Chris Martin has been studying tattooing for over eight years and spent a year as an ethnographer studying tattooists and the work they do. He’s a Professor of Social Sciences at Algonquin College in Ottawa and earned his doctorate in sociology from Memorial University in Newfoundland. His insights have culminated in his newest book to be released this month, The Social Semiotics of Tattoos: Skin and Self.
“Tattooing is an invitation to art,” Martin said.
And while the meaning behind the art may change with time, tattoos provide a permanent expression of personal identity for a wanting society in precarious times. Facets of life which once provided stability and identity are no longer reliable, and Martin refers to this idea of a void and “fractured identity” as the instigator behind tattoos’ popularity.
Martin says the art behind the ink is a major factor for deciding on an artist. “It is the vehicle to explain what you want to express,” he said.
The industry is changing due to “artification,” as more traditionally trained artists with formal schooling are getting into the field, much to the chagrin of those trained through unorthodox apprenticeships, Martin explained.
Tattooing for the past 11-years, Lindsay Joseph went to a tattooing school when she first started out and agrees it’s looked at with contempt. But she applauds the direction tattooing is going.
“We’re artists in the industry now, not just someone with a tattoo gun anymore,” she said.
Jospeh recently opened up her own studio, Lucid Tattoos, this past September in Cambridge. Less than a month after opening, her appointments were filled for the following year. She’s still taking consultations but predicts her books won’t reopen until 2020.
“I think [tattooing] is the future of art, in a way, because we are so mobile. People aren’t siting at home anymore staring at a wall,” Joseph said.
Antje Hoffmann, a 44-year-old law clerk and mother of two, started getting tattooed by Joseph three years ago. She’s the epitome of a changing demographic of the tattooed and presently has a quarter sleeve. Her lower arm is covered with roses, diamonds and bees while the focus of her upper arm is a “day-of-the-dead girl,” still in progress.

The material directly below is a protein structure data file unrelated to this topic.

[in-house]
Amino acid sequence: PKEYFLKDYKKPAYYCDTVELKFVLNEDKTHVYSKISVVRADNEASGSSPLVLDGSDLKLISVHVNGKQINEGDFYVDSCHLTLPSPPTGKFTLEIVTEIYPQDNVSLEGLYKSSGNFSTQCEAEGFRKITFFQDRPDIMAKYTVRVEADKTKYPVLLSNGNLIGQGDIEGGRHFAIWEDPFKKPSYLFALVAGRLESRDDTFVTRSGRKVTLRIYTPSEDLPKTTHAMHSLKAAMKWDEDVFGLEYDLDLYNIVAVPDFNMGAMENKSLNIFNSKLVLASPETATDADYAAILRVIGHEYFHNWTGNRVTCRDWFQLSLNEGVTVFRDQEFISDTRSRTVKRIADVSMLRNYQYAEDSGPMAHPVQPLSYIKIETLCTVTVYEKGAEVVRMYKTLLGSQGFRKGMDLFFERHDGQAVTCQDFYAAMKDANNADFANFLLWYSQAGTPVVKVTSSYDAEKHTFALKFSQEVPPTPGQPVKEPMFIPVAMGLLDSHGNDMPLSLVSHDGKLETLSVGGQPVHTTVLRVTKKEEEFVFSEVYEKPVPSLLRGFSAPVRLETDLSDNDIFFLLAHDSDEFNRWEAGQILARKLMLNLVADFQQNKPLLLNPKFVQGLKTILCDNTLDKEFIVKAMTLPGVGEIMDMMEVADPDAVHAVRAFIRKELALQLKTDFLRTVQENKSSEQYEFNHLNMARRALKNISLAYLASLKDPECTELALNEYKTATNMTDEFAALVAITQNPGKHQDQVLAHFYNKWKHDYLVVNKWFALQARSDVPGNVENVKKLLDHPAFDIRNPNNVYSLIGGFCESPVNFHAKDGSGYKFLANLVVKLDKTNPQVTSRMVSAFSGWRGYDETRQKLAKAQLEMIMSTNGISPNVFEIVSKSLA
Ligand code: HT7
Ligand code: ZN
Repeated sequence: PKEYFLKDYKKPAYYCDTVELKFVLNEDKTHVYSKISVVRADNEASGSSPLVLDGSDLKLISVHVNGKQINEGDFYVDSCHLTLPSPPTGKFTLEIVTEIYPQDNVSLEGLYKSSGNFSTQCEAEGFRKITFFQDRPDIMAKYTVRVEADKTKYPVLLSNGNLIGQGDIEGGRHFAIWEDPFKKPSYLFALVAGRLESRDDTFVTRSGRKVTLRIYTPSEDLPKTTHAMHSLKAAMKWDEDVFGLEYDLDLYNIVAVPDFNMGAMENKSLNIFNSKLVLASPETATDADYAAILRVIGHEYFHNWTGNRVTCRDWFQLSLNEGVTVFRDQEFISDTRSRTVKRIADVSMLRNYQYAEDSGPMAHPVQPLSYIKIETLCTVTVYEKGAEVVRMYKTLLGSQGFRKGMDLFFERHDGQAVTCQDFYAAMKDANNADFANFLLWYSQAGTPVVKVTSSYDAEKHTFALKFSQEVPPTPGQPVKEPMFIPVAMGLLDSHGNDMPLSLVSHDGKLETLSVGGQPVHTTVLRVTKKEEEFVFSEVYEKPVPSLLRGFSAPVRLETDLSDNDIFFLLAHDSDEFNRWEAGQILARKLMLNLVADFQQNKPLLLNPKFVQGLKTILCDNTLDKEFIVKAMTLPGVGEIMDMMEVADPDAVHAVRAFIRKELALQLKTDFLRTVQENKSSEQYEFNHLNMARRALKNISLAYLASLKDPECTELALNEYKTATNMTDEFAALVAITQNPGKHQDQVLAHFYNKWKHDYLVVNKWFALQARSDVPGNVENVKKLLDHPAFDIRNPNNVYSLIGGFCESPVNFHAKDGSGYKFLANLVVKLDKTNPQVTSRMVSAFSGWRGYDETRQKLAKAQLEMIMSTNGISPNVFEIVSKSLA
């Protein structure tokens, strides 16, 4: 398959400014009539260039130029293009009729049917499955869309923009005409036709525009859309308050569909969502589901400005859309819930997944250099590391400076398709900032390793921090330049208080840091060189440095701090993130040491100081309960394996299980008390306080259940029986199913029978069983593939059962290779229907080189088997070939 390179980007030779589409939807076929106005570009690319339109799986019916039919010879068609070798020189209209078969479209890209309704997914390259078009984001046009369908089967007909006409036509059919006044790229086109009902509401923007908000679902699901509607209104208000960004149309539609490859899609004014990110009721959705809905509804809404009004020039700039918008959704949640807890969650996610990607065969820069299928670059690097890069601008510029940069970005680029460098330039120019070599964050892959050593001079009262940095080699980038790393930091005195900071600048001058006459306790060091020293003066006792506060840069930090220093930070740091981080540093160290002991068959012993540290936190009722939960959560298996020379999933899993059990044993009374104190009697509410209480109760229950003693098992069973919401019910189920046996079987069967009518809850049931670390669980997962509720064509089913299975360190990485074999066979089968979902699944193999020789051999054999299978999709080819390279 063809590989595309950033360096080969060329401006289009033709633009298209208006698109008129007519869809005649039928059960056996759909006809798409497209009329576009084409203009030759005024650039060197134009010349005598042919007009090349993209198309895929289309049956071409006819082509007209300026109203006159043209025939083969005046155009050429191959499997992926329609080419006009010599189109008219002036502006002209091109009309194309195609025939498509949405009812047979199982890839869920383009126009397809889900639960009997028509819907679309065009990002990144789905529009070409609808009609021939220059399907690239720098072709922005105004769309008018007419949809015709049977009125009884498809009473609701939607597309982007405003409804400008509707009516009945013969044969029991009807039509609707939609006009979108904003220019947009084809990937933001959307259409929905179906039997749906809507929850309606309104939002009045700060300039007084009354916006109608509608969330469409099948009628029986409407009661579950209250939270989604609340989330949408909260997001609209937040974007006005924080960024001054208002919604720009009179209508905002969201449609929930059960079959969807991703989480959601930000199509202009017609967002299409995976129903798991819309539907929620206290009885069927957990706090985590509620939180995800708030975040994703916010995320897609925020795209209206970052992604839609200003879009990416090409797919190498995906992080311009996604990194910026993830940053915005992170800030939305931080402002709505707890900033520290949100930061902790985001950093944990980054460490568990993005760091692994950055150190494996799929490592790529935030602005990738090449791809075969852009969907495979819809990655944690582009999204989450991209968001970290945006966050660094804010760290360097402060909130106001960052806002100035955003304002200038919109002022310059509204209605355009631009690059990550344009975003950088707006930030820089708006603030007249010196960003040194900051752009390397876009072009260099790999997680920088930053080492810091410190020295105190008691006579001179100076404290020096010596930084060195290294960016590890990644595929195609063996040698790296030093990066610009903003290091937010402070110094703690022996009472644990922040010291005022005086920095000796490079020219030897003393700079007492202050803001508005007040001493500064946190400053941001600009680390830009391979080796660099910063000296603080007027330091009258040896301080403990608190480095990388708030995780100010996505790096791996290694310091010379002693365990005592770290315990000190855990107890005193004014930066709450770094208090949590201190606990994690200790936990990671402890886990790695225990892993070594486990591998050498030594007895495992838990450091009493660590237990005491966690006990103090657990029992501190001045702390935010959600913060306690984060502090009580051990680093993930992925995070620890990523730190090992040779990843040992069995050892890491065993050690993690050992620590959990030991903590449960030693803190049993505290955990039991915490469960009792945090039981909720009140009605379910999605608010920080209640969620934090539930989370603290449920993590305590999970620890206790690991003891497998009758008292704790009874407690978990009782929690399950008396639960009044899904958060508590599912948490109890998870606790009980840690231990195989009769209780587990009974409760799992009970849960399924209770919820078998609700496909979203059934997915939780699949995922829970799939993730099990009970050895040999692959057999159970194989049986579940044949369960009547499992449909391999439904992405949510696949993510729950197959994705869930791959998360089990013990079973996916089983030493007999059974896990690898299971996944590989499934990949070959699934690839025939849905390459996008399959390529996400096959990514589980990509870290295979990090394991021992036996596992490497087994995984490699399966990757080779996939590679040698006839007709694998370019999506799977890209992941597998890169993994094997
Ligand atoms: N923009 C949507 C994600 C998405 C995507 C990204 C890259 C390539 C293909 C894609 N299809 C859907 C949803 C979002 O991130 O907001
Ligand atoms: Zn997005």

Hoffmann always appreciated tattoos, despite growing up in a time when they weren’t as accepted, but wasn’t sure she would ever muster the bravery to get one herself. That was until she “fell in love” with Joseph’s artwork.
The appeal for her own tattoos didn’t lie so much in a deeper meaning, but rather in the artwork itself and how Lindsay was able to translate her ideas.
“I could stare at my tattoo and find something to appreciate every time,” she said.
Humans have been tattooing for the last 5,000 years, but we are undoubtedly riding a high in western society. Waterloo Region is home to over 21 tattoo shops alone. An often referenced Ipsos Reid poll conducted in 2011 found two out of 10 Canadians have been tattooed at least once. A more recent Harris poll in the United States, and published in 2015, found three out of every 10 Americans have at least one tattoo — with 47 per cent being in the millennial age group, and 36 per cent being “gen Xers.”
It remains to be seen how long the ride will last, but as our cultural attitude continues to shift in favour of tattoos as an affordable work of aesthetically pleasing and wearable art, we will continue to see tattooing not only broaden its reach across the skin of human history, but also onto other mediums and forms of non-living presentation.
Tattoos have crossed the gamut of socio-economic boundaries, democratizing art collection for the masses. They have brought art into the open like never before, no longer confined to the walls of galleries or closed auctions for the affluent. Embodying a living form, they have inadvertently turned our canvases of skin into walking galleries of our stories, at once explicitly public and desperately intimate.
When not pushing a stretcher and longing for more coffee at his real job, Jordan is a freelance writer covering home-grown stories inside Waterloo Region and Guelph for community newspapers. He is a staunch supporter of print media, good drinks and even better music.